Are we going to put a restriction if they want to put Genesis Academy in that building?” Coxworth asked.

 

Ziegler says the agreement at this time makes no mention of a non-compete clause.

 

I don't understand why either of the parties would want one,” he says.

 

Ziegler says the city would lease the school's gymnasium for girls gymnastics through the 2020 season and would negotiate its future use.

 

Also, city officials are open to allowing Southern Plains Education Cooperative to lease the building if needed for the 2019-2020 school year.

 

Former employee sues Zierke Built

December 1, 2018

 

A former employee of Zierke Built Manufacturing, Inc. has waited long enough and wants to get paid.

 

Leroy John Larson has filed a civil lawsuit seeking wages and sales commissions earned in 2017.

 

Although the company moved its operations from Winnebago to Fairmont last year, a judge has determined the case should be heard in Faribault County.

 

According to court documents, Larson began working as a sales representative with Zierke Built in May 2008.

 

Larson, who was earning an annual salary of $73,500 plus commissions, submitted his resignation last February.

 

Court papers say that Larson last year made a verbal demand that he be paid some wages and commissions earned in 2017.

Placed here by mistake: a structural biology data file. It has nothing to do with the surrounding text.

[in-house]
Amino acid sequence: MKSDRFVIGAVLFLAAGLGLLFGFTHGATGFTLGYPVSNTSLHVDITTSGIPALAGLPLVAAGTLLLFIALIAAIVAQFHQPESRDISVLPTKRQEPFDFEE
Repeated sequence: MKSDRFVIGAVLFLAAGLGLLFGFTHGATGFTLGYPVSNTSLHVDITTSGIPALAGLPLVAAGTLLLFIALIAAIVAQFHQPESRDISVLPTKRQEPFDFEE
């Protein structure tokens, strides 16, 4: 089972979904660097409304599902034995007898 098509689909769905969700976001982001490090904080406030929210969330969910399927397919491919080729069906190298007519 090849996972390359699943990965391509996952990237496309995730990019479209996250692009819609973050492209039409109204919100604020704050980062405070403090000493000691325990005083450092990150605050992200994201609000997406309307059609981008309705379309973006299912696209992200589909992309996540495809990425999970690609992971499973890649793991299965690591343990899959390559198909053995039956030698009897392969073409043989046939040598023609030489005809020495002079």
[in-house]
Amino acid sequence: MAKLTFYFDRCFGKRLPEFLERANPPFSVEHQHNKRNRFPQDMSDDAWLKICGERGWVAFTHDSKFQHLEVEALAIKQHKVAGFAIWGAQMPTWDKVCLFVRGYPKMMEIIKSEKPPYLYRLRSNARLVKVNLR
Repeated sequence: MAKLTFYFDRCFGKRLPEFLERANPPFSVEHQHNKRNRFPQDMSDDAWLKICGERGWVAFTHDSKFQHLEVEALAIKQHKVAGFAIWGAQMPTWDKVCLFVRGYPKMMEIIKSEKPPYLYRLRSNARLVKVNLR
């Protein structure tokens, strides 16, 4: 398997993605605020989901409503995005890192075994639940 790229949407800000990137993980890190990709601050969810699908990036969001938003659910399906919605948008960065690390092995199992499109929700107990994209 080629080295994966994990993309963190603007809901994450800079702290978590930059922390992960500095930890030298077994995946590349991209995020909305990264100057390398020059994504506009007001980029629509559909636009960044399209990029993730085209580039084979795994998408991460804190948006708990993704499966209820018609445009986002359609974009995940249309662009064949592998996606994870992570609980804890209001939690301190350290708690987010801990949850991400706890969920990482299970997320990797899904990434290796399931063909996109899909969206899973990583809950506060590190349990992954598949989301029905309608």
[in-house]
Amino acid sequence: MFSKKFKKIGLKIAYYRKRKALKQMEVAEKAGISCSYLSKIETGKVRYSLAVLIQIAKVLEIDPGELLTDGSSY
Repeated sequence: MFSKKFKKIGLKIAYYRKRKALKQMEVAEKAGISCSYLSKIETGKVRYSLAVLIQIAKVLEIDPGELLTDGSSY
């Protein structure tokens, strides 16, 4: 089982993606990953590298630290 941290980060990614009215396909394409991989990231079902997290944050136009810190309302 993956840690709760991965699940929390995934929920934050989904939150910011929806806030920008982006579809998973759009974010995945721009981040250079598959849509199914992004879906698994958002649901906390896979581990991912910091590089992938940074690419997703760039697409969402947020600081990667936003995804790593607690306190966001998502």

Kyle Zierke, the company's vice president, reportedly told Larson last January that he was working on finalizing calculations for the commissions.

 

Larson was never paid and in April submitted a written demand for all back wages and commissions.

 

In his suit, Larson is seeking judgment for an amount in excess of $50,000, attorney fees, expenses and “any other and future relief the court deems equitable and appropriate.”

 

The next hearing in the case is a scheduling conference that will be conducted by telephone on Dec. 4.

Board member: He, public misled

November 24, 2018

 

A member of the Blue Earth Area School Board gave the out-going superintendent and board chairman a piece of his mind at their last board meeting.

 

Jeremy Coxworth says an investigation on how district officials handled disciplinary action against four football players charged with assault isn't what he voted for.

 

What the public perceives happened is that we hired Soldo to come in and run a full investigation to determine there was no wrongdoing on the school's part,” says Coxworth. “At some point in time it went to an internal review, which is not an investigation.”